Wednesday, August 29, 2007


Yesterday I saw someone's leg break.

I was watching the British Superbike championship from Cadwell Park, which has got to be one of the best damn circuits in the world, and the racing was close and exciting to watch as the riders crested the fabulous Mountain. Until, that is, Honda's rising star Leon Camier got it wrong on landing (yes, bikes get significant air as they come over the Mountain).

Leon's bike landed awkwardly and immediately threw him into a tank-slapper / high-side combo maneouver that landed him ferociously on his back. Worse was yet to come: the poor lad "bounced" and second time down his knee massively dislocated, lower leg flopping around like a sock full of lentils. Meanwhile he fractured his femur too.

Watching it, I thought his leg broke below the knee. If that had been the case his injuries would have been much more severe. Thankfully a dislocation usually looks worse than it is. The more innocuous-looking injury to his thigh will be the one that will keep him out of the sport until next season begins.

Despite the public perception of racing fans, it's safe to say we don't like to see accidents, especially in motorcycle racing. Camier was providing much more excitement on the track as he diced for position than he was flying through the air like a rag doll.

If you're curious to see the crash (and are not squeamish), you can find it on YouTube. I'm not going to embed it because as I just said, I don't feel racing is about accidents. But when these nasty crashes do happen it's a good reminder that it's a dangerous sport, and the guys and girls who do it are all extremely courageous. A bit mental maybe, but courageous nonetheless...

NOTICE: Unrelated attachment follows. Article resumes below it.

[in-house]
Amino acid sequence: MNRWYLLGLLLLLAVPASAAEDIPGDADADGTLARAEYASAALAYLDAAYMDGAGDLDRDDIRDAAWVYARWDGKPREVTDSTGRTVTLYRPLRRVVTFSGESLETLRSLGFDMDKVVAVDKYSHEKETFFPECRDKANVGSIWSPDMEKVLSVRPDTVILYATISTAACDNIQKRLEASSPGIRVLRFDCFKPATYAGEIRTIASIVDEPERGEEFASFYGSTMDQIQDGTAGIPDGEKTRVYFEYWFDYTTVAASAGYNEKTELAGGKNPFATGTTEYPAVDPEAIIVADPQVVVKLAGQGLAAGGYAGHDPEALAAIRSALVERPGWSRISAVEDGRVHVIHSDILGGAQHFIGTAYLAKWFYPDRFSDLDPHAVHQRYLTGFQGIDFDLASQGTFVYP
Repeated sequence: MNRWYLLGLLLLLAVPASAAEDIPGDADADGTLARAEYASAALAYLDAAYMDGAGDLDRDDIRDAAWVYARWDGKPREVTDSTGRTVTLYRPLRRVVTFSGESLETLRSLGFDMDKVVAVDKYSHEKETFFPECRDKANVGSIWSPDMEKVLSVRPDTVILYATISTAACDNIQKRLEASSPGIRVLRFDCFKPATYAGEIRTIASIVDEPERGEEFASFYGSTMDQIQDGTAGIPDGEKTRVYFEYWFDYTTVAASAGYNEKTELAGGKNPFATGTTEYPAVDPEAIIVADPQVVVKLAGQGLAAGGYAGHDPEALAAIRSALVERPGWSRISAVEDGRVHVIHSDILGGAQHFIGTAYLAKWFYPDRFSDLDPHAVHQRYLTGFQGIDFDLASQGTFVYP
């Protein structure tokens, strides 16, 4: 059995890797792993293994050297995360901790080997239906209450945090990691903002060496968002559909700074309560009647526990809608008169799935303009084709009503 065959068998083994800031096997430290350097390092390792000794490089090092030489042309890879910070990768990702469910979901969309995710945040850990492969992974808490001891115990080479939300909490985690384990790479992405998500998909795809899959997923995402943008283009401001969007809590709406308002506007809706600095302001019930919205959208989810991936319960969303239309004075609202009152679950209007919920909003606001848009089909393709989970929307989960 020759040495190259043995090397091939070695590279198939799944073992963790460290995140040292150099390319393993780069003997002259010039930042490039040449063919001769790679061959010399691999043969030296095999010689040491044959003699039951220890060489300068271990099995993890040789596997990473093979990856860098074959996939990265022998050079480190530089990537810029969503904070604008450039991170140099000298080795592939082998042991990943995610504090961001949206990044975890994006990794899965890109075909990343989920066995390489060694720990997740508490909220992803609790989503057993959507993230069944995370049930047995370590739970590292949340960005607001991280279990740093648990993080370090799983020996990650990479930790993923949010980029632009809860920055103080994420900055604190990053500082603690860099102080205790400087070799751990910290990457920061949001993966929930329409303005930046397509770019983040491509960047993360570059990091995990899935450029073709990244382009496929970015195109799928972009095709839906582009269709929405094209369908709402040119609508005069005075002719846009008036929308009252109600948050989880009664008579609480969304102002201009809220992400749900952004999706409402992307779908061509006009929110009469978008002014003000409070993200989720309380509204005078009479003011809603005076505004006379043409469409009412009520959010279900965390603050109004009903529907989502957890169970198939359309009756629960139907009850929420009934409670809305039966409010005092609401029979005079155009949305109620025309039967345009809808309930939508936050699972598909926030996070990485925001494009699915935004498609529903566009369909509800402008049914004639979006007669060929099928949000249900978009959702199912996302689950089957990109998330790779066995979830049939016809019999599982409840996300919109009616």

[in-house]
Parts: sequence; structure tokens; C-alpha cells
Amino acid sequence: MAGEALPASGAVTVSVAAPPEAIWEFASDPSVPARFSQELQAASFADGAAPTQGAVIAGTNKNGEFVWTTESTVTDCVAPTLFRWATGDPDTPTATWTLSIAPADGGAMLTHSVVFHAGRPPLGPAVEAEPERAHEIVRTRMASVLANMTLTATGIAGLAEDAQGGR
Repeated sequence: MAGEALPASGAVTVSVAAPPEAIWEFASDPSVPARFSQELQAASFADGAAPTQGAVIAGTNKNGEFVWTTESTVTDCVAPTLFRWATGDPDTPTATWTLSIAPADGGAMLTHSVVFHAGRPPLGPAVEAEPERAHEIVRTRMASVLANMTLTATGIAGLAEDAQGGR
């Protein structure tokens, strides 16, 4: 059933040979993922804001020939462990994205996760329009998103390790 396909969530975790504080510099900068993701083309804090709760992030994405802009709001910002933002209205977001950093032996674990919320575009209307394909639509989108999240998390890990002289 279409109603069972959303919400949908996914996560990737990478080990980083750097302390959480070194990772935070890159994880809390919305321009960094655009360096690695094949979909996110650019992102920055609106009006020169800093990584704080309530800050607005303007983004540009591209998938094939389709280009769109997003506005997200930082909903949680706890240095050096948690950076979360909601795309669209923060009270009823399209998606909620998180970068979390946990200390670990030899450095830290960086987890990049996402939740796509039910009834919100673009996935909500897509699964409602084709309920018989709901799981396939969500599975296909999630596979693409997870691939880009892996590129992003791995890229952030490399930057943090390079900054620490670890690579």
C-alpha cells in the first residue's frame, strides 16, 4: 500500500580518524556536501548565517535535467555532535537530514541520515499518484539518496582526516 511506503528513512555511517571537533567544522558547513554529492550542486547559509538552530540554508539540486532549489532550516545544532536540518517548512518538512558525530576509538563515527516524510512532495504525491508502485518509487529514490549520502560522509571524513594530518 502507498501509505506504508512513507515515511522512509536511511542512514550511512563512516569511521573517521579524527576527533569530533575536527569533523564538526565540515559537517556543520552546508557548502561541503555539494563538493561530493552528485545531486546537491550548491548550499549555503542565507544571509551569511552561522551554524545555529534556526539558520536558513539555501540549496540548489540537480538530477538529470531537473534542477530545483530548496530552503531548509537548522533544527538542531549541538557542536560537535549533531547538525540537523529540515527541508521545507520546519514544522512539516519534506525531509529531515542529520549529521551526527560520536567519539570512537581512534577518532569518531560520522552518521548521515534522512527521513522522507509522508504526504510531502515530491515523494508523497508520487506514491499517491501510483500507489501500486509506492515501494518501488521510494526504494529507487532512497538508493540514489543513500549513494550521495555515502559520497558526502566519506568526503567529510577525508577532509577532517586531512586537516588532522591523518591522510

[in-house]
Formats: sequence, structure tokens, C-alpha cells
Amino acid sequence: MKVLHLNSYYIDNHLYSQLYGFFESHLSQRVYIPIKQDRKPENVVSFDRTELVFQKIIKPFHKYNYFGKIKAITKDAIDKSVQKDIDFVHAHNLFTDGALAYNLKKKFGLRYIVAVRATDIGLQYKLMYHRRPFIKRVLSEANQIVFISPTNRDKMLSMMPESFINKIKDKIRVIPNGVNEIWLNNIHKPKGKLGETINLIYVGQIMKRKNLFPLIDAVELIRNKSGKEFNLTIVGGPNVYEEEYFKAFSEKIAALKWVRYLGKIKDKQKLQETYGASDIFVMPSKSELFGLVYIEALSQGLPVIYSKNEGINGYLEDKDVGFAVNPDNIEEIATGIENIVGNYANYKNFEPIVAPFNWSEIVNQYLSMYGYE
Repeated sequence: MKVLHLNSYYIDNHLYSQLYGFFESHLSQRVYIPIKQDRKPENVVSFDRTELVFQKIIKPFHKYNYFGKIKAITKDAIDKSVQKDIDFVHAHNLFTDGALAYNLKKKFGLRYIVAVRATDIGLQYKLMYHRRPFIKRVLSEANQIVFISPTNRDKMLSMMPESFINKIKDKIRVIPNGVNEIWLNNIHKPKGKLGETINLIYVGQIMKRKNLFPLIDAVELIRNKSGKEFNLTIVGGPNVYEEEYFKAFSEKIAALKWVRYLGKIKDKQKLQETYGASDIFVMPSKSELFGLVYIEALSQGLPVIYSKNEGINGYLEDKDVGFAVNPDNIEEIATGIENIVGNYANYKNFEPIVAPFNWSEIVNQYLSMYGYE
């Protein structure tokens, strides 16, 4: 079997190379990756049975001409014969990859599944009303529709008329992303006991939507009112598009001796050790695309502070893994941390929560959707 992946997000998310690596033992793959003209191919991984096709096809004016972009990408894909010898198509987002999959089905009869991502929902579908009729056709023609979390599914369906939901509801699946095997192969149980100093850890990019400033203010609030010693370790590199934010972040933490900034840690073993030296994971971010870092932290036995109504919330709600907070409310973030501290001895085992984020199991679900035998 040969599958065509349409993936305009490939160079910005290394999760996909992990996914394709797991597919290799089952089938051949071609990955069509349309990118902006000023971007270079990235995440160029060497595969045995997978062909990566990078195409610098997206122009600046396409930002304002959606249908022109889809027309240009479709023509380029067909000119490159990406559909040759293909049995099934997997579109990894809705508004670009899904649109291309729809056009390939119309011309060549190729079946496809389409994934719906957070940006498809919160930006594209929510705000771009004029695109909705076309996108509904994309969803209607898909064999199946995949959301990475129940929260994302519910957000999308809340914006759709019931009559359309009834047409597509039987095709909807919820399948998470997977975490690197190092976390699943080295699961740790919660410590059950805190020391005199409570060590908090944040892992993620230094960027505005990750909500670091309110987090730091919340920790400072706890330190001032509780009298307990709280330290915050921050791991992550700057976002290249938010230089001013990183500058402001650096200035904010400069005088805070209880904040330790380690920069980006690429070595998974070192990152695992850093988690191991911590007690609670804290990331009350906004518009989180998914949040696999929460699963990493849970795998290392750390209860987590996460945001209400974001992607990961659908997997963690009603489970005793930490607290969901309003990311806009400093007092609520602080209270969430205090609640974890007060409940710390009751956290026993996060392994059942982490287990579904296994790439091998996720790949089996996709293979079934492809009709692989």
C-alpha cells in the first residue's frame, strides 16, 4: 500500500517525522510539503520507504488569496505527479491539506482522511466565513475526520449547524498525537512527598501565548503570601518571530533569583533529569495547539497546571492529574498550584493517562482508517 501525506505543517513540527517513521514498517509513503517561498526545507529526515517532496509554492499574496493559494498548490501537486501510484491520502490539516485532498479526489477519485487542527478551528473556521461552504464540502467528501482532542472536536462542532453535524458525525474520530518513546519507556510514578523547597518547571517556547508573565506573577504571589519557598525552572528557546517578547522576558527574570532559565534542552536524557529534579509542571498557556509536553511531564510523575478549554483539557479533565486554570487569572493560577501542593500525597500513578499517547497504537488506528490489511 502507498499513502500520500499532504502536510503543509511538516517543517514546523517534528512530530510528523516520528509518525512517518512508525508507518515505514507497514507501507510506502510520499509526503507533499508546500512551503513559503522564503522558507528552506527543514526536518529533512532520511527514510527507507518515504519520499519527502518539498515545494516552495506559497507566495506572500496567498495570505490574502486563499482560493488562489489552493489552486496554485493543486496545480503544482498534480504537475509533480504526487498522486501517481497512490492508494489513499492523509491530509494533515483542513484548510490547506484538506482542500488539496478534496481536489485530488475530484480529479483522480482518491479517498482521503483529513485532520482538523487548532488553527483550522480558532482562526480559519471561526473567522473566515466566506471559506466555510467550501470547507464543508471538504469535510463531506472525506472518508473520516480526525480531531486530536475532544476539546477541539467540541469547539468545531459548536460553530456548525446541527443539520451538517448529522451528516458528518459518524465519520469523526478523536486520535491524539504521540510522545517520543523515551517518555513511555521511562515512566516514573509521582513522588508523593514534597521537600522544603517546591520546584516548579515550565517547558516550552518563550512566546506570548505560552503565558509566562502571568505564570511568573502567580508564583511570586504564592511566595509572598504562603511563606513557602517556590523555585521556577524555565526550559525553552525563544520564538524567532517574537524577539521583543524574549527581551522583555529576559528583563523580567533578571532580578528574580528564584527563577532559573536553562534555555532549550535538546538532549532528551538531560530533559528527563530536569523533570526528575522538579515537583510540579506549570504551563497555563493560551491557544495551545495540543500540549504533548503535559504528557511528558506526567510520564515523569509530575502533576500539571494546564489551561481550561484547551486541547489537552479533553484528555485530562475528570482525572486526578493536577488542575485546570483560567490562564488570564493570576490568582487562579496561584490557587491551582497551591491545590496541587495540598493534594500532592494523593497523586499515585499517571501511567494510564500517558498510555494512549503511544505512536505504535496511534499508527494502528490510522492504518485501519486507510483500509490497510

1 comment:

Clive said...

I once rode a racing bike that had been adapted for road use (I think that meant the owner had fitted a silencer). It was a long time ago and only a Ducati 175 but at the time they were ferocious beasts and won every race in the 250cc class they had to be entered in.

It was truly wonderful. I took it out on the old airport that had been adapted as a circuit and let it loose. The feeling of speed down the straight was indescribable and the ease of handling a joy.

I rode it a few times after that, on streets around the city. And then it tried to bite me. The back wheel locked when I just touched the rear brake and I had a wobbly few seconds as the bike tried to turn itself around.

Maybe I am too imaginative but that was the day I decided I would not be a bike rider. I can throw a car around all day, have it spin and twirl and try to turn itself over, but never has one given me fright like that bike did.

Yes, those guys are slightly mental and very courageous. They're also unimaginative... ;)